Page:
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Our night wasn't over yet, time for a night safari. With a spotlight and a longboat, Two showed us sleeping hornbills on the Banyan tree and some of the big cats with red eyes. All we could glimpse of the latter were the eyes, but it was still neat. The cicada wails were quite strong too. Two found one of the insects to show us. The bug got accidentally dropped back into the water and was subsequently rescued. When we brought him back to the raft house area, he flew away.

Posted by Sarah.M 21:48 Archived in Thailand Tagged lake cave longboat night_safari khao_sok Comments (0)

Tour through Khao Sok

semi-overcast 29 °C

Even with our tricky mosquito net that didn't like night time bathroom runs, we didn't get eaten by the bugs. Our wake up calls came from gibbons, birds, and Ryan's favourite, the cicada squeal. He probably still cringes thinking about it. Breakfast was pretty relaxed with only a few people ordering and we managed to chat with Mr. Bao, the owner, and book the overnight lake tour. His absence yesterday was explained by the fact that he owned three business and they kept him on his toes.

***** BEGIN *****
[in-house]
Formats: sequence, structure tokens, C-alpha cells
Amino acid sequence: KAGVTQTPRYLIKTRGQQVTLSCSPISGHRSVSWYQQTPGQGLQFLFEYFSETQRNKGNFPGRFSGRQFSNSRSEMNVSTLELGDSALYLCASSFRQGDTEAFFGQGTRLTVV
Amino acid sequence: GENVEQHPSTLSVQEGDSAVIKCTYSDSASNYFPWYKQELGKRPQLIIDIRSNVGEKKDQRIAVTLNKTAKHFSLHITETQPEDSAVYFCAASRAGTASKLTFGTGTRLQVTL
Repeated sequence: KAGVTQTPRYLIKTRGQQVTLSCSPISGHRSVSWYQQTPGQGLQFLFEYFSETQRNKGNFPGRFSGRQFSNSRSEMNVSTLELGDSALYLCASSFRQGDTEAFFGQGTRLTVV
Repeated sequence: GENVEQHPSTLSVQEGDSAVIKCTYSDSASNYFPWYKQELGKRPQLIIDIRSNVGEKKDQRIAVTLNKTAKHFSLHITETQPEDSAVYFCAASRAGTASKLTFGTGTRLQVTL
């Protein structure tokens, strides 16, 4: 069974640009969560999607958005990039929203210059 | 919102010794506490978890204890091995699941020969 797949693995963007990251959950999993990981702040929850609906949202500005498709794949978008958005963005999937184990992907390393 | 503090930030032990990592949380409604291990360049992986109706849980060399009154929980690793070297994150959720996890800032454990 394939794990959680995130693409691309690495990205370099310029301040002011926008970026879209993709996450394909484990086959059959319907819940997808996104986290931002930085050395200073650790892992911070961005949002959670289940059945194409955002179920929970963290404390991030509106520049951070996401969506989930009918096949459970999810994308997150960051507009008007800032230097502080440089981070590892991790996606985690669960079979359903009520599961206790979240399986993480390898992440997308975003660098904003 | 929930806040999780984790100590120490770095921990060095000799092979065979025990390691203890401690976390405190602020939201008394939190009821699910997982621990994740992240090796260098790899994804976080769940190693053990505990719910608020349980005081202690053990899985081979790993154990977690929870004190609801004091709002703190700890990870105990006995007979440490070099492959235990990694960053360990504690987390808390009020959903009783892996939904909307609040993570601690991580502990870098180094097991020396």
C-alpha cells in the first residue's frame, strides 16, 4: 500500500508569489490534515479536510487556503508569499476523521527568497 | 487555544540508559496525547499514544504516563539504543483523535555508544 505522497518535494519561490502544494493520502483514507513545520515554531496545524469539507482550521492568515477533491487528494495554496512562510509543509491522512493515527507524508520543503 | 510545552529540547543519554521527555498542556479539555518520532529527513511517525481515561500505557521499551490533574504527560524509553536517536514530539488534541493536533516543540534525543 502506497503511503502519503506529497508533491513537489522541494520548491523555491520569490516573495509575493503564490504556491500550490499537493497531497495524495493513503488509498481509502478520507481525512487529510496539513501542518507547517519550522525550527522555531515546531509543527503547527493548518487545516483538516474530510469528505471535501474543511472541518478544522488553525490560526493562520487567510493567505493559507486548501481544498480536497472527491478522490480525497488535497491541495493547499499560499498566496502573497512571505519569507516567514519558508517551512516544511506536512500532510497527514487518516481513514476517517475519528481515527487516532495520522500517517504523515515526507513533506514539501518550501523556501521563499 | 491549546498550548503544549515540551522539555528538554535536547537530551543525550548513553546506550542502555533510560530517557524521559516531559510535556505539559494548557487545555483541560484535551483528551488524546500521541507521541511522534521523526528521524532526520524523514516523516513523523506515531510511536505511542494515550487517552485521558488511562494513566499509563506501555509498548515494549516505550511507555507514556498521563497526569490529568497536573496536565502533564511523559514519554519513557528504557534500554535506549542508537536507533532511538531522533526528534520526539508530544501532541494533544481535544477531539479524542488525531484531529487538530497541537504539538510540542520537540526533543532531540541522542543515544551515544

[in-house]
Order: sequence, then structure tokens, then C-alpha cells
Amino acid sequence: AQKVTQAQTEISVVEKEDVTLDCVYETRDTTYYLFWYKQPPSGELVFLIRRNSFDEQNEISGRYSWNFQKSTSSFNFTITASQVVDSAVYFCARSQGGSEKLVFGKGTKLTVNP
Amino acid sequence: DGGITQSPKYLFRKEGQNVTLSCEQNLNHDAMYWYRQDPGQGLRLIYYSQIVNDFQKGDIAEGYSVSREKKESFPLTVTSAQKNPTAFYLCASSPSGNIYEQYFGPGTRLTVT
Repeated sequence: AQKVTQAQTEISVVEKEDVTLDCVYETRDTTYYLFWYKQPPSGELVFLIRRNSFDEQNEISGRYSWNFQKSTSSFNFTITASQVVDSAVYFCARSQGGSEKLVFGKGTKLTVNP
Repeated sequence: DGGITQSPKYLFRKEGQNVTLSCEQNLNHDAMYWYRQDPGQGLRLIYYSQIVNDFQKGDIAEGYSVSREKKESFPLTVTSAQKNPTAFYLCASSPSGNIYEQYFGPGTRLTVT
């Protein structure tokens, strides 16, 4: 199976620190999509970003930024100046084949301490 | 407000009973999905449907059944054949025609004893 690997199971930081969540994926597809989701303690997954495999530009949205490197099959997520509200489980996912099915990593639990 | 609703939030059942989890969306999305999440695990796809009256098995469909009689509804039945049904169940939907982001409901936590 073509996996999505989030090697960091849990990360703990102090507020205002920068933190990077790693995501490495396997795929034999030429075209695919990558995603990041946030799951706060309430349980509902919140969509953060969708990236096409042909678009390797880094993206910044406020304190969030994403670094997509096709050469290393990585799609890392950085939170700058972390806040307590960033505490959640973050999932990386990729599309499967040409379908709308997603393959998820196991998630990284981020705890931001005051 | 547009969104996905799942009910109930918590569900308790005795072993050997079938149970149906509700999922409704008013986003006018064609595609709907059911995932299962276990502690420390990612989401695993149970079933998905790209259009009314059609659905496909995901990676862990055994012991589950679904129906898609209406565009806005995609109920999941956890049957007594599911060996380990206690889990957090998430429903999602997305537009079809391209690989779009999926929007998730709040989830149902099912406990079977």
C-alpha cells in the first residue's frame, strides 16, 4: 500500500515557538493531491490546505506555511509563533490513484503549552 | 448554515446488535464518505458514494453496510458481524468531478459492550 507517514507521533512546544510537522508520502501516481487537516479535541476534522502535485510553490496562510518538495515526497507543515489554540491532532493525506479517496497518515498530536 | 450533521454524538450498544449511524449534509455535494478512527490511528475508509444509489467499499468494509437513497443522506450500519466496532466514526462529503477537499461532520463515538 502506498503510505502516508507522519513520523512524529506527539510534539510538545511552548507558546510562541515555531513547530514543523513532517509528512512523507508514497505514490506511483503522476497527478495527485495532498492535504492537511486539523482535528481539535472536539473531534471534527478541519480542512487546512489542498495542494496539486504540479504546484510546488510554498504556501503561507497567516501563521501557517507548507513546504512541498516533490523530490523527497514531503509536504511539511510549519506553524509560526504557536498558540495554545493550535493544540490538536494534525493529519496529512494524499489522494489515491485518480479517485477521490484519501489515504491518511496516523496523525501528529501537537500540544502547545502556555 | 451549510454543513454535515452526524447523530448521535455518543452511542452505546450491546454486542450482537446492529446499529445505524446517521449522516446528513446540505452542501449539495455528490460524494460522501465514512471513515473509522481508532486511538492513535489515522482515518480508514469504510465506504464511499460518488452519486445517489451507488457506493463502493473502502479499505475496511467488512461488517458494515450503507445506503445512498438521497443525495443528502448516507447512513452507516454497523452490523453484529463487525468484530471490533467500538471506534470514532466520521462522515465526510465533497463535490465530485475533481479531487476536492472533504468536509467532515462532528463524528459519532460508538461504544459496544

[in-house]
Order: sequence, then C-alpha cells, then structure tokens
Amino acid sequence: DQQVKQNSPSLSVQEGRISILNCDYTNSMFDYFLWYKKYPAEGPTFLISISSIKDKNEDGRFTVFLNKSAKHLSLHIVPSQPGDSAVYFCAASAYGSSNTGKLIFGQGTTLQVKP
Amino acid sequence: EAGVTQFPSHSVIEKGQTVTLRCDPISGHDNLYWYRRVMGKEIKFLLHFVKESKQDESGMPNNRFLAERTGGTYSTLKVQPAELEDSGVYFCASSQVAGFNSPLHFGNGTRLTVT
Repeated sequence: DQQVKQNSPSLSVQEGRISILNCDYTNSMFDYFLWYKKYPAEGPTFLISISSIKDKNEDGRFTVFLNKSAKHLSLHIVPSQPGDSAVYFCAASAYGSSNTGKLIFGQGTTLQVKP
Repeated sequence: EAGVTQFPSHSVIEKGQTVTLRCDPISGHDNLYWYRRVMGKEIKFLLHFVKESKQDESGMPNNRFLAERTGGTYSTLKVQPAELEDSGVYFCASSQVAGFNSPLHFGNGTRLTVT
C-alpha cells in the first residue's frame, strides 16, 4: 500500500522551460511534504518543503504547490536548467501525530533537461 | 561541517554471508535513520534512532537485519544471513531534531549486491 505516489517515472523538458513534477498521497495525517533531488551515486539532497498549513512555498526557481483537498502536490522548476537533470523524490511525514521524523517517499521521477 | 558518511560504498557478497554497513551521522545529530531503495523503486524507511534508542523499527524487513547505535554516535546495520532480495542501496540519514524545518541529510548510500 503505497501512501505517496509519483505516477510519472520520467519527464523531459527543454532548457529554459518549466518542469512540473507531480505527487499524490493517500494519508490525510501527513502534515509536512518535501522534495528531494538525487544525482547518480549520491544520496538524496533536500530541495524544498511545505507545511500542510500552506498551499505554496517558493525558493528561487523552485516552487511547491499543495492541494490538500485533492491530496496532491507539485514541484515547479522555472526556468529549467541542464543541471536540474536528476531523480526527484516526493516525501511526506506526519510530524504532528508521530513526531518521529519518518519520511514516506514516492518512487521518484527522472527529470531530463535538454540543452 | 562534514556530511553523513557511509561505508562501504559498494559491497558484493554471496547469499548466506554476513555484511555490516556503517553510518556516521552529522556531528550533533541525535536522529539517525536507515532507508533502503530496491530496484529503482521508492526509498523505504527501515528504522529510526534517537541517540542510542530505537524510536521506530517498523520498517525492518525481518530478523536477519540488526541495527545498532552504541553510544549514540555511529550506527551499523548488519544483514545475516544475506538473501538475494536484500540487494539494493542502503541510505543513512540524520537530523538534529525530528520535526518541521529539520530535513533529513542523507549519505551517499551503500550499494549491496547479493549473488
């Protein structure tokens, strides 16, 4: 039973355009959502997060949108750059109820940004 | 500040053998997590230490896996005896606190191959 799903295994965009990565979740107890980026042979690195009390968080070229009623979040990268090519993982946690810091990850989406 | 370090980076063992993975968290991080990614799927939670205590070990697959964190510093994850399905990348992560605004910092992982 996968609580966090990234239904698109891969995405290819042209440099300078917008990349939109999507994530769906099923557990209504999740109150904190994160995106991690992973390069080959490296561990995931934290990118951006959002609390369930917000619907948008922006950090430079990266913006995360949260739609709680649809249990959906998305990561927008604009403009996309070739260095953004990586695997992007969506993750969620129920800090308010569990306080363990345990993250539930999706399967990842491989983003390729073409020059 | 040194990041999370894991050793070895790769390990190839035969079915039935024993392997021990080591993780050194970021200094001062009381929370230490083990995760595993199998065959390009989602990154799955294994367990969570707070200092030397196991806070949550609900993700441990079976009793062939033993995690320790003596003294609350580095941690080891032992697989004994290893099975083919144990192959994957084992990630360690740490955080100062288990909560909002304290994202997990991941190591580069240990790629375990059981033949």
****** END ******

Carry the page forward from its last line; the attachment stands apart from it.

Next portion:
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We ventured to Jungle Huts guesthouse where our solo tour departed a touch late. They were nice enough to drive us to the gate. Our guide, Beer, welcomed us and made sure we bought our admission tickets. Then we went through the check-points to enter the park. We felt very tracked and it was odd.

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The first part of the trail was a wide road with red dirt. Beer pointed out monkeys, flying squirrels and even a chameleon. We ventured into a more trail-like path soon after. We stopped quite frequently at viewpoints or to take a break even though we weren't tired. These seemed to be smoke breaks for the guides.

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The waterfalls we saw were more like rapids in each spot that we visited. At least the water was clear and turquoise so it offered some natural beauty. I still didn't want to swim until we made more progress on the trial walk.

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On one of our many breaks, other guides called out to the monkeys and offered them bananas to their hiker's delight. Many gray primates came over, even a mother with a small black baby clutched to her abdomen. They followed those guides afterward for awhile. We, Beer included, kept our distance. Beer shared in the opinion that feeding them only led to dependence and trouble. Afterwards we stopped for an early lunch.

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At the fifth viewpoint, Beer had us cross a river in a sketchy way only to have another guide tell him not to go that way because of the water levels. As I struggled to make it back across the river, our guide decided it was a good time for a cigarette, probably to make up for all of those times we'd declined a break. The Thai rational for the mandatory guide was to make the experience safer. I wouldn't have tried to cross the river on my own, and Ryan was the only reason I made it back across. I was get more disillusioned by the guided experience.